Are hopes for a tax-cut boost to US corporate earnings simply (American) pie in the sky?
All four leading US stock market indices – Dow Jones Industrials, S&P 500, Nasdaq Composite and Russell 2000 – racked up a string of record closing highs in 2017 and one key reason for this was what, ultimately, became President Trump’s first major piece of Capitol-Hill-approved legislation, namely December’s Tax Cuts and Jobs Act.
The tax changes are designed to drive US GDP growth to more than 3% a year on a sustainable basis. That rate does not look too impressive when compared to many post-war decades other than this one but – if achieved – it would represent a healthy uptick on the fairly turgid rate of progress we have seen since the end of the Great Financial Crisis in 2009:
President Trump’s campaign promise was to reinvigorate US GDP growth
Source: FRED - St. Louis Federal Reserve database. *Q3 2017 only
The idea is to cut corporate taxes, boosting corporations’ ability to invest in assets at home and offer higher wages to staff, which sounds good in principle, although the rules are more complicated than they first seem.
Advisers and clients will get their first feel for how companies are responding to the changes as we enter the latest round of quarterly reports from US companies.
In sum, analysts are looking for 14% growth in earnings per share on a year-on-year basis from Q4 2017 and 17% from all of 2017, for the S&P 500’s members, according to research from Standard & Poor’s.
The S&P 500’s members are expected to show 14% earnings per share growth in Q4 2017
Source: Standard & Poor’s research
If met, these growth rates would take US corporate earnings to all-time highs on a quarterly and annual basis. This helps to explain why US equities trade at record highs, too, but stock markets are forward-looking discounting mechanisms so any guidance given for 2018 will be more important than the 2017 numbers, especially as this will give some insight into how companies see the tax changes affecting them.
For the record, Standard & Poor’s research sees a huge increase of 26% for 2018.
The S&P 500’s members are expected to show 26% earnings per share growth in 2018
Source: Standard & Poor’s research
This suggests a lot of the good news may already be factored in, especially as US stocks trade on lofty valuations relative to their history – although high valuations became higher ones in 1999-2000 and 2006-07 as US stocks throbbed toward their peaks.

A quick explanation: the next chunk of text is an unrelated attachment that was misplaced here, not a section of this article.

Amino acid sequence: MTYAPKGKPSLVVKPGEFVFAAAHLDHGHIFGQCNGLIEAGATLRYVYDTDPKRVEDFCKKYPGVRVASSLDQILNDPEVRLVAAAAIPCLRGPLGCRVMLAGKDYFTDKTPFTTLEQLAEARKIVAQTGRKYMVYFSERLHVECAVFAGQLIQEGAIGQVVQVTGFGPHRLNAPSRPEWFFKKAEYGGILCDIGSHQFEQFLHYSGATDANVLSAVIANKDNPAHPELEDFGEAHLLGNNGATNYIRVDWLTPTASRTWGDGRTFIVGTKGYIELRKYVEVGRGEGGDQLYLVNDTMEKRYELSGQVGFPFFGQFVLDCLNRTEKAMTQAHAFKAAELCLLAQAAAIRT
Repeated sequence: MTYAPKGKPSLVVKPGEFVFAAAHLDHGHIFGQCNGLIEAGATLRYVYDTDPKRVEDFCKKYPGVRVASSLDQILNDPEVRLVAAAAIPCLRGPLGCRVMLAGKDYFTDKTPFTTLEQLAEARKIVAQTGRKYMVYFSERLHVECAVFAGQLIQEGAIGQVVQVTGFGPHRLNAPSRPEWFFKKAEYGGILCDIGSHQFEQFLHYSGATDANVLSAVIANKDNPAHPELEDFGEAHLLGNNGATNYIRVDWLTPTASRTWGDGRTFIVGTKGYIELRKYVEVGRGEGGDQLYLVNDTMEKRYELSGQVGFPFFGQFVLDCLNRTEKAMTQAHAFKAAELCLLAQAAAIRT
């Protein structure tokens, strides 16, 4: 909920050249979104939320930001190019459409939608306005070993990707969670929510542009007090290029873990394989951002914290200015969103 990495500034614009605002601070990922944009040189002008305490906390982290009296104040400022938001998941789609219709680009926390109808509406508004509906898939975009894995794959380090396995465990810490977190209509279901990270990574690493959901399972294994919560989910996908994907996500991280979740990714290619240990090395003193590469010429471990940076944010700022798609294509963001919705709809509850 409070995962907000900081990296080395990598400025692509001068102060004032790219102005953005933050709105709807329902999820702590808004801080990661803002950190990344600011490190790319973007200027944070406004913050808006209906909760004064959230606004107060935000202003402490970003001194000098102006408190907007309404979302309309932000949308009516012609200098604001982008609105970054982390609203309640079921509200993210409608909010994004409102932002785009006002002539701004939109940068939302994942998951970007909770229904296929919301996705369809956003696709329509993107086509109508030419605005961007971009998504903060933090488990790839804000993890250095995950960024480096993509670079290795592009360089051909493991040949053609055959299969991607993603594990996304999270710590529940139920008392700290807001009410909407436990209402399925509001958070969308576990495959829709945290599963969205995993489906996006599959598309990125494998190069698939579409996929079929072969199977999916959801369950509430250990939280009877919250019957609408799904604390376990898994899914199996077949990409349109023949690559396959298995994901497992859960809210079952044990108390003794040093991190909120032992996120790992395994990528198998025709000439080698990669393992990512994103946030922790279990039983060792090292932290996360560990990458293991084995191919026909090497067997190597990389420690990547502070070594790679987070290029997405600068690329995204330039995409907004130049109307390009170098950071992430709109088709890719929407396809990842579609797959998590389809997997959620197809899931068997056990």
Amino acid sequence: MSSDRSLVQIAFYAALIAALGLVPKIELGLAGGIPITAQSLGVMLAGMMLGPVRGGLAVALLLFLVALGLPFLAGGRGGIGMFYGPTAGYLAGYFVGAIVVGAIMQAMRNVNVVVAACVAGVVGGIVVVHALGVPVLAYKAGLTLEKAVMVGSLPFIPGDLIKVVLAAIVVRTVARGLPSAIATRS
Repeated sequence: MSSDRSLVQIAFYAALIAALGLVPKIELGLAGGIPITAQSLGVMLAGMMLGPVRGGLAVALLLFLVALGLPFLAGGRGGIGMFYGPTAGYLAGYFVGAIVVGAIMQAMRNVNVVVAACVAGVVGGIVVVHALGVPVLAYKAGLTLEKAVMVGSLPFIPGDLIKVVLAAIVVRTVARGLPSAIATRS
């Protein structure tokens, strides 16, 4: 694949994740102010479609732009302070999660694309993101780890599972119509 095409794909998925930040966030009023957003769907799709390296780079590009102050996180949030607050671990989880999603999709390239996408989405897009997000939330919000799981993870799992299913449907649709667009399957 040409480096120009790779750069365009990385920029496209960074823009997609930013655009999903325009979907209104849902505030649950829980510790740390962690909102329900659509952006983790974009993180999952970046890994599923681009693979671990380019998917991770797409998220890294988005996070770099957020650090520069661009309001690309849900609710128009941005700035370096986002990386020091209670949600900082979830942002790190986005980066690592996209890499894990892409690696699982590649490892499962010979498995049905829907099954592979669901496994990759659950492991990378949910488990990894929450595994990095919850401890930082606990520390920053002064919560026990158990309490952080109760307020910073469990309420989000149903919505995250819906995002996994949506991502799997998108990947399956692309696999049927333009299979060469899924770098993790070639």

How the US Federal Reserve responds to this fiscal laxity remains a key variable, as higher interest rates, and thus tighter monetary policy, have historically acted as a brake upon US share prices.
Six taxing issues
While the ins and outs of individual firms’ reports will be of less relevance to advisers and clients, their appointed fund managers will be poring over these comments. In addition, advisers and clients should be able to keep an eye on the key trends in corporate commentary.
The six key issues to watch are:
- Are American companies going to pocket any earnings boost provided by the tax gain, or use it to cut prices and take global market share, especially as they also have a weaker dollar on their side?
- If they do keep the extra income, are companies going to increase wages and spend more, to the potential benefit of the economy, or will they devote the extra cash to share buybacks, acquisitions and financial engineering?
- Will consumers truly be better off under the new tax regime?
- Will the planned $1.4 trillion long-term increase in US government debt that will result from the tax cuts plan mean that US growth disappoints in the long term as the extra liabilities become an interest-bearing burden?
- Will the tax cuts sufficiently rejuvenate growth in the economy and corporate earnings to justify the strong run in US equities witnessed since President Trump’s November 2016 election victory?
- Will the tax cuts become so effective that the US Federal Reserve is forced into raising interest rates more quickly than expected, potentially negating at least some of the benefits, particularly from the perspective of those advisers and clients who hold US financial assets?